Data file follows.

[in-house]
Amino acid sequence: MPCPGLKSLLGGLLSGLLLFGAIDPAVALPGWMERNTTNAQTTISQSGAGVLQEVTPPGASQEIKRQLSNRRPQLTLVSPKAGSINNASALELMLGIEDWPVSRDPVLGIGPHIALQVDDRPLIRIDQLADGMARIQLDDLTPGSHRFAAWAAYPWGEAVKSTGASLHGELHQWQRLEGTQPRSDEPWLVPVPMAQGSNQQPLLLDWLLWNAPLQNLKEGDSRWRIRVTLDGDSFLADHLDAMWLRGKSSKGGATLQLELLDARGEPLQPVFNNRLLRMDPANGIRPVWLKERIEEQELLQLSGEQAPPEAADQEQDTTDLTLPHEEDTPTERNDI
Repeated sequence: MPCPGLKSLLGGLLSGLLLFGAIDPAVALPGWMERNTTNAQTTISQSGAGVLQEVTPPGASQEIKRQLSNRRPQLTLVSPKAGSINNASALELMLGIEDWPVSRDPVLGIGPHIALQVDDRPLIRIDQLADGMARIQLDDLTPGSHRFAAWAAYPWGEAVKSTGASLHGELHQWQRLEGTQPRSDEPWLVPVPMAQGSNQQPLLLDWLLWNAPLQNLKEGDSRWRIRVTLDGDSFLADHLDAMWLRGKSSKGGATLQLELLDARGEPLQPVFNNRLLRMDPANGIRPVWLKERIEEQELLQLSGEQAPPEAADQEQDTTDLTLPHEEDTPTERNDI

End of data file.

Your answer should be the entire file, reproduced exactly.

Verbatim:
[in-house]
Amino acid sequence: MPCPGLKSLLGGLLSGLLLFGAIDPAVALPGWMERNTTNAQTTISQSGAGVLQEVTPPGASQEIKRQLSNRRPQLTLVSPKAGSINNASALELMLGIEDWPVSRDPVLGIGPHIALQVDDRPLIRIDQLADGMARIQLDDLTPGSHRFAAWAAYPWGEAVKSTGASLHGELHQWQRLEGTQPRSDEPWLVPVPMAQGSNQQPLLLDWLLWNAPLQNLKEGDSRWRIRVTLDGDSFLADHLDAMWLRGKSSKGGATLQLELLDARGEPLQPVFNNRLLRMDPANGIRPVWLKERIEEQELLQLSGEQAPPEAADQEQDTTDLTLPHEEDTPTERNDI
Repeated sequence: MPCPGLKSLLGGLLSGLLLFGAIDPAVALPGWMERNTTNAQTTISQSGAGVLQEVTPPGASQEIKRQLSNRRPQLTLVSPKAGSINNASALELMLGIEDWPVSRDPVLGIGPHIALQVDDRPLIRIDQLADGMARIQLDDLTPGSHRFAAWAAYPWGEAVKSTGASLHGELHQWQRLEGTQPRSDEPWLVPVPMAQGSNQQPLLLDWLLWNAPLQNLKEGDSRWRIRVTLDGDSFLADHLDAMWLRGKSSKGGATLQLELLDARGEPLQPVFNNRLLRMDPANGIRPVWLKERIEEQELLQLSGEQAPPEAADQEQDTTDLTLPHEEDTPTERNDI